• Goodhue Wind – The 78-megawatt community wind project is being developed by National Wind in Goodhue County, Minnesota.[8]
  • Red Rock Wind Energy – Many of the community members involved in Emmet County Energy decided to capture more of the potential wind energy in Emmet County and Dickinson County and formed Red Rock Wind Energy in 2008 to develop another 300 MW of wind energy in the two Iowa counties.
  • Little Rock Wind – A 150-megawatt family of community wind projects in Big Stone County, Minnesota.[9]
  • Northwest Ohio Wind Energy – Northwest Ohio Wind Energy formed in early 2009 after a local community group previously organized as Ohio Wind Energy, LLC, partnered with National Wind to develop 300 MW of community-based wind in Paulding County and Van Wert County in northwest Ohio.
  • Norfolk Wind Energy – Farmers in Renville County, Minnesota, partnered with National Wind in early 2009 to develop 40 megawatts or more of community-based wind energy.

Assessment division[edit]

National Wind Assessments, a subdivision of National Wind LLC, specializes in the planning, permitting, and overall design of wind farms. Based in North Dakota, the assessment team analyzes potential wind farm sites using met tower installation, wind data acquisition, and environmental impact studies.[10]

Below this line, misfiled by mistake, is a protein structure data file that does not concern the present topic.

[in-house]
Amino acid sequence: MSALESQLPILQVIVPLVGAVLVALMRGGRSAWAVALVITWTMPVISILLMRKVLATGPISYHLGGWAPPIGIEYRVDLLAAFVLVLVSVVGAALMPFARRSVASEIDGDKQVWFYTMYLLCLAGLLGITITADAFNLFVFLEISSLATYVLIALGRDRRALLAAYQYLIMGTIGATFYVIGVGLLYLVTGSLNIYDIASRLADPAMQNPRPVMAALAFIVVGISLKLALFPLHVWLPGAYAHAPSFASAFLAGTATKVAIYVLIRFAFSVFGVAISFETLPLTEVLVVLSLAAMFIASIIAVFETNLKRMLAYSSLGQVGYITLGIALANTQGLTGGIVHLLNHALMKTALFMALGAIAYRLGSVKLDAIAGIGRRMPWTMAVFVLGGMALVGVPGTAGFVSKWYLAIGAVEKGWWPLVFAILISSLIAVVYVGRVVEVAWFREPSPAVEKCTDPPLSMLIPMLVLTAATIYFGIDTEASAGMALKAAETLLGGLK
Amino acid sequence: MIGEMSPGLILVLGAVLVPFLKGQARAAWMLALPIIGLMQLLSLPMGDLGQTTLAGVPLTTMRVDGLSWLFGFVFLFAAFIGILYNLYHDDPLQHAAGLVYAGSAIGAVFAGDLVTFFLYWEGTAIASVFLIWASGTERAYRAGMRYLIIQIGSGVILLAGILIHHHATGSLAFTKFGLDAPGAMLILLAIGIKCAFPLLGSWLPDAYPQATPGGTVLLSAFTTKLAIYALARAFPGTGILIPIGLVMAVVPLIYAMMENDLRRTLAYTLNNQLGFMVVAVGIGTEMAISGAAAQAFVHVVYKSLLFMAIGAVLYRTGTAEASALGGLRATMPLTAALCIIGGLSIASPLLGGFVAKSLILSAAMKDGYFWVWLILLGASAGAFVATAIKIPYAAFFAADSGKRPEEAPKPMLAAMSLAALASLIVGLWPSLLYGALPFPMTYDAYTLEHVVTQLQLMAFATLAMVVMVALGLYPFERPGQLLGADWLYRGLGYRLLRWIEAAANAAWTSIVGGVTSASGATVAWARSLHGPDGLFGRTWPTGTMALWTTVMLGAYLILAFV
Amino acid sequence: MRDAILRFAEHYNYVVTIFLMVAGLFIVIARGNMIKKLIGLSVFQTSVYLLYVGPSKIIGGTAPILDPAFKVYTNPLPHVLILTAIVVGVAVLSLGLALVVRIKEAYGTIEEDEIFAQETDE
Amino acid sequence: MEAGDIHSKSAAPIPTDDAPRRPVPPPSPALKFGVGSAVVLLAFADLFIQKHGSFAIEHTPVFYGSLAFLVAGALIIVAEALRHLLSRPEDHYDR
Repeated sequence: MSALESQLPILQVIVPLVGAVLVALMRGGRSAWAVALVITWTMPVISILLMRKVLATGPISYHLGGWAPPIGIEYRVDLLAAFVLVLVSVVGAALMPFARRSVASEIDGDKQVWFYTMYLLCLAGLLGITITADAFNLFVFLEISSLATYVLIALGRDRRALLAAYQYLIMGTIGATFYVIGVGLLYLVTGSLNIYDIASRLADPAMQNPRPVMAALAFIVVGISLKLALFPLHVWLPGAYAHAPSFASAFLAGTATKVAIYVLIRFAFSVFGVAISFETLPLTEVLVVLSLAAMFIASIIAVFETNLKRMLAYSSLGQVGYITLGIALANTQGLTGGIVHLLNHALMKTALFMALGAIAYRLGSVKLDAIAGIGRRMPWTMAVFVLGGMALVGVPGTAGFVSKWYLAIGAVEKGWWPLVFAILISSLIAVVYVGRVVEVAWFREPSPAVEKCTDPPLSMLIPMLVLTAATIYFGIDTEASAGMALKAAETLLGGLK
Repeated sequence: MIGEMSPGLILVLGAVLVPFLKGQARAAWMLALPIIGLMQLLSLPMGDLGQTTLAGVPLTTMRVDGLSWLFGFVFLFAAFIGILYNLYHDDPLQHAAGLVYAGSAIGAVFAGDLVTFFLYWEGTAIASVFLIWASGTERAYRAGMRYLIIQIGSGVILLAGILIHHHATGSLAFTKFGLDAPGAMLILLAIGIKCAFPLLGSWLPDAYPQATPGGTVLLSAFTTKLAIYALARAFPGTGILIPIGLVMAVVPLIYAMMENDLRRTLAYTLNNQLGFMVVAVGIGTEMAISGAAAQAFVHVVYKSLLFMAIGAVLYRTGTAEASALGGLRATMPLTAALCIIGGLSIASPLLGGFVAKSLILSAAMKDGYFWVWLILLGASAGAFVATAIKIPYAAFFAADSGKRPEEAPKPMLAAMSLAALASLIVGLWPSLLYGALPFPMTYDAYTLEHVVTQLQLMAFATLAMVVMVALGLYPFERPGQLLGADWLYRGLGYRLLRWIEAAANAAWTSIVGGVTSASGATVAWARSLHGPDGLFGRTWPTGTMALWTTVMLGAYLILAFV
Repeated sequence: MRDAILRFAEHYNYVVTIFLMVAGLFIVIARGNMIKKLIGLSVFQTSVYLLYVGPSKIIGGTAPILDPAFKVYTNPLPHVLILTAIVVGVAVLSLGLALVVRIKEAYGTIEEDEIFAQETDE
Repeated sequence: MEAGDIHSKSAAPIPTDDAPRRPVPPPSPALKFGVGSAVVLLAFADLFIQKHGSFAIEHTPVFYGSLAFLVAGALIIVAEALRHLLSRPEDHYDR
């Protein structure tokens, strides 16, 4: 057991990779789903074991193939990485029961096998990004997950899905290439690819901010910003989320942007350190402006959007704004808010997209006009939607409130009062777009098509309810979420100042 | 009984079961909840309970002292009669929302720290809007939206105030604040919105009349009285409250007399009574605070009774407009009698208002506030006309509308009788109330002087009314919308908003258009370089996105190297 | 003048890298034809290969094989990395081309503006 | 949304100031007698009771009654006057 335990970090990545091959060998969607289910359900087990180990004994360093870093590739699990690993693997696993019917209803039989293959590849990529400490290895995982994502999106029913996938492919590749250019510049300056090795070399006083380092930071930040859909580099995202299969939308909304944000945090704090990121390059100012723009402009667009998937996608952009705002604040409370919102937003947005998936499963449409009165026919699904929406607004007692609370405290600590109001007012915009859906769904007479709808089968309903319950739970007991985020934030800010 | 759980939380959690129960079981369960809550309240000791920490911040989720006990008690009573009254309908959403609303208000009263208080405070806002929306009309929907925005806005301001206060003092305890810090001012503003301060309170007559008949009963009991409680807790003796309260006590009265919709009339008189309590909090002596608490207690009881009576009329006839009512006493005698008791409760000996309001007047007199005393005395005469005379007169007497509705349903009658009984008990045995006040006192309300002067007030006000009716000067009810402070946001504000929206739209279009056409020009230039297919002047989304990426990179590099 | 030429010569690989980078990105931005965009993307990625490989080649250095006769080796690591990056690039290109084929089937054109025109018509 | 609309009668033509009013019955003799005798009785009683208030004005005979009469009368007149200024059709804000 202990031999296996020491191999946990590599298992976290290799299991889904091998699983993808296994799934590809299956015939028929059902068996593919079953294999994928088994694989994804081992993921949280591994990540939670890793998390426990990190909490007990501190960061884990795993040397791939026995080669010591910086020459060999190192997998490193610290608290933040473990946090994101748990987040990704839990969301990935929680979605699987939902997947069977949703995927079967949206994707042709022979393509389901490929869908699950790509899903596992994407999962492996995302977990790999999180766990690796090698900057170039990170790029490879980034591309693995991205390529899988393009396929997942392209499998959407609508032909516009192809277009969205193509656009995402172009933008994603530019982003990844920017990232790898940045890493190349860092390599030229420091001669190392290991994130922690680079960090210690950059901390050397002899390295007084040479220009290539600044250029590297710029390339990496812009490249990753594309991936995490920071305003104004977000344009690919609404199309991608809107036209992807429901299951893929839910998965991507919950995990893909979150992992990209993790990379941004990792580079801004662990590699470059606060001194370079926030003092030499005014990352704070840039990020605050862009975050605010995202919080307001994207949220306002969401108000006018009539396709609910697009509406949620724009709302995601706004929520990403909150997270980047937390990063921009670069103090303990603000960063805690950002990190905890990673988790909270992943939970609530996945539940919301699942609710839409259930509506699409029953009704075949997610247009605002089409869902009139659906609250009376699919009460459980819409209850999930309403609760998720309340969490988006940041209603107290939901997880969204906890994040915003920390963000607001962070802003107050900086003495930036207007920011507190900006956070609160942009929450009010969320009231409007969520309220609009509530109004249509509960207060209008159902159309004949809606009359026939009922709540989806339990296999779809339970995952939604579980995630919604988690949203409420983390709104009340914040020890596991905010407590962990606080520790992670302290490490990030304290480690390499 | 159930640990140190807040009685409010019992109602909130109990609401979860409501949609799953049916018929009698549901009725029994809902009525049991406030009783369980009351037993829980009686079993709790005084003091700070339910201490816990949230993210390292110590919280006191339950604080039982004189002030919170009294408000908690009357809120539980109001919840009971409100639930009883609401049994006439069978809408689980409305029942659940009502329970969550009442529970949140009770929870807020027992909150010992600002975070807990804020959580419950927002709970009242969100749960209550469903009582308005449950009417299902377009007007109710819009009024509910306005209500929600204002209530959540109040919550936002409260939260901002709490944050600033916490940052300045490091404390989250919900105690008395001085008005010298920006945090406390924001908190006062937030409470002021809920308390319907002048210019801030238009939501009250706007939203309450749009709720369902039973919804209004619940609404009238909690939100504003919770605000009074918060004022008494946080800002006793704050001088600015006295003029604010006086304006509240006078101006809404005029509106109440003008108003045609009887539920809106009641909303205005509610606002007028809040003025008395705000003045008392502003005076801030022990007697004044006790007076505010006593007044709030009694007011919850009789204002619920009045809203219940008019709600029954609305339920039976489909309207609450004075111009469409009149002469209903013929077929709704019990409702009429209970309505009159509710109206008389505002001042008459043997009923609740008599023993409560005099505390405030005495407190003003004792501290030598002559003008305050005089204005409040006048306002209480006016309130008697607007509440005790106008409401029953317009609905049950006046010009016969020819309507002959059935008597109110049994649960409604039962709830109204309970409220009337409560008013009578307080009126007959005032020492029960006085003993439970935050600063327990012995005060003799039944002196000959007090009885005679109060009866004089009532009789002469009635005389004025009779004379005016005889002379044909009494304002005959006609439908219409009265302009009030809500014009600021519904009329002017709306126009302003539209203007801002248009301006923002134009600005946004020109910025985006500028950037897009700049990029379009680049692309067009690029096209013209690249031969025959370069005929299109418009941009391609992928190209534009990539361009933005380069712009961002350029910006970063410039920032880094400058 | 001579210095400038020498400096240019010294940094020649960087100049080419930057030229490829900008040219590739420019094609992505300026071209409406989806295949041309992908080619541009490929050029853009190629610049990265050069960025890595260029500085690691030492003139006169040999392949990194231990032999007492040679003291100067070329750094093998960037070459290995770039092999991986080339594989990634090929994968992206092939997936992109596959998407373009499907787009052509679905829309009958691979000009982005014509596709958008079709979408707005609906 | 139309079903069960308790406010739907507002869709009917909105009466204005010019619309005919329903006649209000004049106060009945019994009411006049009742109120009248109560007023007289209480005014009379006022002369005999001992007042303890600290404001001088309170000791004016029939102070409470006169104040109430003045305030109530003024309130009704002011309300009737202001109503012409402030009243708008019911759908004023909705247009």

The demand for sustainable energy sources continues to bolster America’s wind energy industry. As more and more companies begin to develop wind farms, competition amongst industry leaders remains strong.

Although National Wind claims to be the dominant community-based wind energy developer, it also faces competition from wind companies who follow a non-community business model. Its primary competitors include Florida Power and Light Company, Enxco, Invenergy LLC, and EcoEnergy LLC.

Media attention[edit]

Over the last few years, National Wind has garnered attention from a variety of local and national media outlets. On February 22, 2008, Minnesota’s largest newspaper, the Star Tribune, featured National Wind on the cover of the business section.[11] National Wind has also been featured in Twin Cities Business,[12] the Lincoln Star, and various other local publications.

CEO Leon Steinberg, representing one America's "leading wind-energy developers," was also cited in a July 2008 US News and World Report article on the importance of the federal production tax credit for the growing industry.[13]


  1. ^ "Wind Power Project Models". National Wind, LLC. Retrieved 2008-07-13. 
  2. ^ Houghton, Dean (February 2008). "Community Property" (PDF). The Furrow. National Wind, LLC. Retrieved 2008-07-13. 
  3. ^ Northstar Wind transmission line
  4. ^ "National Wind Expands on Two Fronts". Renewable Energy World. 2007-10-12. Retrieved 2008-07-13. 
  5. ^ "Landowner joins advisory board of High Country Energy". North American Windpower. 2007-11-15. Retrieved 2008-07-13. 
  6. ^ "South Dakota community-owned wind project proposed". North American Windpower. 2008-01-21. Retrieved 2008-07-13. 
  7. ^ Optimism for wind energy plan
  8. ^ Goodhue Wind To Develop 78-MW Community Wind Project
  9. ^ Little Rock Wind To Develop Utility-Scale, Community Wind Farms
  10. ^ "About us". National Wind Assessment. Archived from the original on 2008-07-12. Retrieved 2008-07-13. 
  11. ^ Lee, Thomas (2008-02-22). "Rural wind power shifts direction". Star Tribune (Minneapolis). Retrieved 2008-07-13. 
  12. ^ Howard, Fran (June 2007). "Rising wind" (PDF). Twin Cities Business. Retrieved 2008-07-13. 
  13. ^ Garber, Kent (2008-07-28). "Congress Blows Hot and Cold Over Tax Breaks for Wind Energy". US News and World Report. Retrieved 2008-08-01.